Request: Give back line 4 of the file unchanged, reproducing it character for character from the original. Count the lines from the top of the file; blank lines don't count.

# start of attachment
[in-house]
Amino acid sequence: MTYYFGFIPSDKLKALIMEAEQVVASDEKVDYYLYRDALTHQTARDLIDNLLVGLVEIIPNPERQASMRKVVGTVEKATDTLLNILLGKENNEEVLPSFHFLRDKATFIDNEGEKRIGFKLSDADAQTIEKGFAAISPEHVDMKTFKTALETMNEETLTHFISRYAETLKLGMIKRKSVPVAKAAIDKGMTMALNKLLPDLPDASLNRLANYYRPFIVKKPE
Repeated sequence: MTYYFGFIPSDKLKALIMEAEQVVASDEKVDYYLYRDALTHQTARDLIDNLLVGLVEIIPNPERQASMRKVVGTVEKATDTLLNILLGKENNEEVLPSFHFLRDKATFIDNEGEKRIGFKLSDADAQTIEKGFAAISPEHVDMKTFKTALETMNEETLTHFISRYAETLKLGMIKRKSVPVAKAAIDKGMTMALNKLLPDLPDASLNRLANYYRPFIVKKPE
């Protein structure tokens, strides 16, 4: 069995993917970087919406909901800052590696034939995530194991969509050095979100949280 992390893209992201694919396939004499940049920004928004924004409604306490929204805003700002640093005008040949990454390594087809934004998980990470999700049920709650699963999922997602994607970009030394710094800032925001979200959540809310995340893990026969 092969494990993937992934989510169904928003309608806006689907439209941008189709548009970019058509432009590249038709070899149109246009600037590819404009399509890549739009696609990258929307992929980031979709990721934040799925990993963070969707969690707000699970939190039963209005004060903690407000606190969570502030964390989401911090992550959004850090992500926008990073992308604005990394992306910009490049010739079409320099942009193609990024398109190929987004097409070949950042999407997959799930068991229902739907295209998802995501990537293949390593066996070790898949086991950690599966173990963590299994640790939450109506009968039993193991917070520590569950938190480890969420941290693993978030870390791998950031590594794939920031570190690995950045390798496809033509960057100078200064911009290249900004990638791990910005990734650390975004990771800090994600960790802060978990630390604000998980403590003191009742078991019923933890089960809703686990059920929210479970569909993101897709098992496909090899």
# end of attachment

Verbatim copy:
């Protein structure tokens, strides 16, 4: 069995993917970087919406909901800052590696034939995530194991969509050095979100949280 992390893209992201694919396939004499940049920004928004924004409604306490929204805003700002640093005008040949990454390594087809934004998980990470999700049920709650699963999922997602994607970009030394710094800032925001979200959540809310995340893990026969 092969494990993937992934989510169904928003309608806006689907439209941008189709548009970019058509432009590249038709070899149109246009600037590819404009399509890549739009696609990258929307992929980031979709990721934040799925990993963070969707969690707000699970939190039963209005004060903690407000606190969570502030964390989401911090992550959004850090992500926008990073992308604005990394992306910009490049010739079409320099942009193609990024398109190929987004097409070949950042999407997959799930068991229902739907295209998802995501990537293949390593066996070790898949086991950690599966173990963590299994640790939450109506009968039993193991917070520590569950938190480890969420941290693993978030870390791998950031590594794939920031570190690995950045390798496809033509960057100078200064911009290249900004990638791990910005990734650390975004990771800090994600960790802060978990630390604000998980403590003191009742078991019923933890089960809703686990059920929210479970569909993101897709098992496909090899």